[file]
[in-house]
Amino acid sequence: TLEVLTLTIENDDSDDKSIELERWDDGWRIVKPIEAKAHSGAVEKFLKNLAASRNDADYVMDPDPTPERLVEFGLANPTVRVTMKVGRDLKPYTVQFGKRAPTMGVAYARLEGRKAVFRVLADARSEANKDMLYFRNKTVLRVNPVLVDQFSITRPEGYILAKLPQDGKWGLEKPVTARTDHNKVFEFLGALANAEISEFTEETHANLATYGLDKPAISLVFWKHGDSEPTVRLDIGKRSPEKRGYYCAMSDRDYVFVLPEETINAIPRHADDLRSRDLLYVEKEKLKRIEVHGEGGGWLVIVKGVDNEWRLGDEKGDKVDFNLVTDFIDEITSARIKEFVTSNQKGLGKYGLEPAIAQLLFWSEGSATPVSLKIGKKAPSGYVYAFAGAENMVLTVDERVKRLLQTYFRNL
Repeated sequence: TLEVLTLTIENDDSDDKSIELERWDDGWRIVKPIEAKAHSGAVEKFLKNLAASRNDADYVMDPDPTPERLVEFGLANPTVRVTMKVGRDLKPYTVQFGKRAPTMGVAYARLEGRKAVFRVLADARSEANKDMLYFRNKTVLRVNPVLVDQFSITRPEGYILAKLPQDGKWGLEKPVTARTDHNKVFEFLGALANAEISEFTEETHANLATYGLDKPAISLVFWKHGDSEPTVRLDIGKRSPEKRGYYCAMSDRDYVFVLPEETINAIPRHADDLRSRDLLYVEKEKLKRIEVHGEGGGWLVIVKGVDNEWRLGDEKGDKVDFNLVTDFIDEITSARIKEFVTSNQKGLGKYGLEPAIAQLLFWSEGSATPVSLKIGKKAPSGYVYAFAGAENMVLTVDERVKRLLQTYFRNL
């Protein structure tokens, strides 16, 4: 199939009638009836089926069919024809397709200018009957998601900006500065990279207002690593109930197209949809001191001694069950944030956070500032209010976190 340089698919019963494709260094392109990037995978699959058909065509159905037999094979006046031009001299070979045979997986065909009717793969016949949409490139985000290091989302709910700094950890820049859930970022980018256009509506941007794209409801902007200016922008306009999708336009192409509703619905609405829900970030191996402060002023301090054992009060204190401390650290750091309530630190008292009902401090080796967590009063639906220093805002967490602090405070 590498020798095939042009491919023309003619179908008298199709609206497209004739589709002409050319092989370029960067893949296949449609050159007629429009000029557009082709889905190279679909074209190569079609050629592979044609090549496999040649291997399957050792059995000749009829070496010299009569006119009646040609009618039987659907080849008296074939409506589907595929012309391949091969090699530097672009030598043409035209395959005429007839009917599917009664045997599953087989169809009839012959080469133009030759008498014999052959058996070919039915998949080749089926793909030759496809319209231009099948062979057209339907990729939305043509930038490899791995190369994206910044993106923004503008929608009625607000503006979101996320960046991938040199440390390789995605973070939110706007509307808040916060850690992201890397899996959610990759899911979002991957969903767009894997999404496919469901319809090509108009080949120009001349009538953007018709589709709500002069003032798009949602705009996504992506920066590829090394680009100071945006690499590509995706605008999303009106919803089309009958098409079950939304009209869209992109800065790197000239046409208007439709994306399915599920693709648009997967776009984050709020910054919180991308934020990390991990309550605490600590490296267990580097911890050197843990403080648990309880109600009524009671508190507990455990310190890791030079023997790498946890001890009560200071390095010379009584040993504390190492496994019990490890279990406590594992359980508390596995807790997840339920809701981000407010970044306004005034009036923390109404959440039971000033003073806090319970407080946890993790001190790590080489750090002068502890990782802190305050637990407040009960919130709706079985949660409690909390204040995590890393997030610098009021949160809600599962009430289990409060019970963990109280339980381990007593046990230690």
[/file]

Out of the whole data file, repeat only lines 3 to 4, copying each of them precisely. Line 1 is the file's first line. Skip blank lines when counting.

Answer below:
Repeated sequence: TLEVLTLTIENDDSDDKSIELERWDDGWRIVKPIEAKAHSGAVEKFLKNLAASRNDADYVMDPDPTPERLVEFGLANPTVRVTMKVGRDLKPYTVQFGKRAPTMGVAYARLEGRKAVFRVLADARSEANKDMLYFRNKTVLRVNPVLVDQFSITRPEGYILAKLPQDGKWGLEKPVTARTDHNKVFEFLGALANAEISEFTEETHANLATYGLDKPAISLVFWKHGDSEPTVRLDIGKRSPEKRGYYCAMSDRDYVFVLPEETINAIPRHADDLRSRDLLYVEKEKLKRIEVHGEGGGWLVIVKGVDNEWRLGDEKGDKVDFNLVTDFIDEITSARIKEFVTSNQKGLGKYGLEPAIAQLLFWSEGSATPVSLKIGKKAPSGYVYAFAGAENMVLTVDERVKRLLQTYFRNL
């Protein structure tokens, strides 16, 4: 199939009638009836089926069919024809397709200018009957998601900006500065990279207002690593109930197209949809001191001694069950944030956070500032209010976190 340089698919019963494709260094392109990037995978699959058909065509159905037999094979006046031009001299070979045979997986065909009717793969016949949409490139985000290091989302709910700094950890820049859930970022980018256009509506941007794209409801902007200016922008306009999708336009192409509703619905609405829900970030191996402060002023301090054992009060204190401390650290750091309530630190008292009902401090080796967590009063639906220093805002967490602090405070 590498020798095939042009491919023309003619179908008298199709609206497209004739589709002409050319092989370029960067893949296949449609050159007629429009000029557009082709889905190279679909074209190569079609050629592979044609090549496999040649291997399957050792059995000749009829070496010299009569006119009646040609009618039987659907080849008296074939409506589907595929012309391949091969090699530097672009030598043409035209395959005429007839009917599917009664045997599953087989169809009839012959080469133009030759008498014999052959058996070919039915998949080749089926793909030759496809319209231009099948062979057209339907990729939305043509930038490899791995190369994206910044993106923004503008929608009625607000503006979101996320960046991938040199440390390789995605973070939110706007509307808040916060850690992201890397899996959610990759899911979002991957969903767009894997999404496919469901319809090509108009080949120009001349009538953007018709589709709500002069003032798009949602705009996504992506920066590829090394680009100071945006690499590509995706605008999303009106919803089309009958098409079950939304009209869209992109800065790197000239046409208007439709994306399915599920693709648009997967776009984050709020910054919180991308934020990390991990309550605490600590490296267990580097911890050197843990403080648990309880109600009524009671508190507990455990310190890791030079023997790498946890001890009560200071390095010379009584040993504390190492496994019990490890279990406590594992359980508390596995807790997840339920809701981000407010970044306004005034009036923390109404959440039971000033003073806090319970407080946890993790001190790590080489750090002068502890990782802190305050637990407040009960919130709706079985949660409690909390204040995590890393997030610098009021949160809600599962009430289990409060019970963990109280339980381990007593046990230690």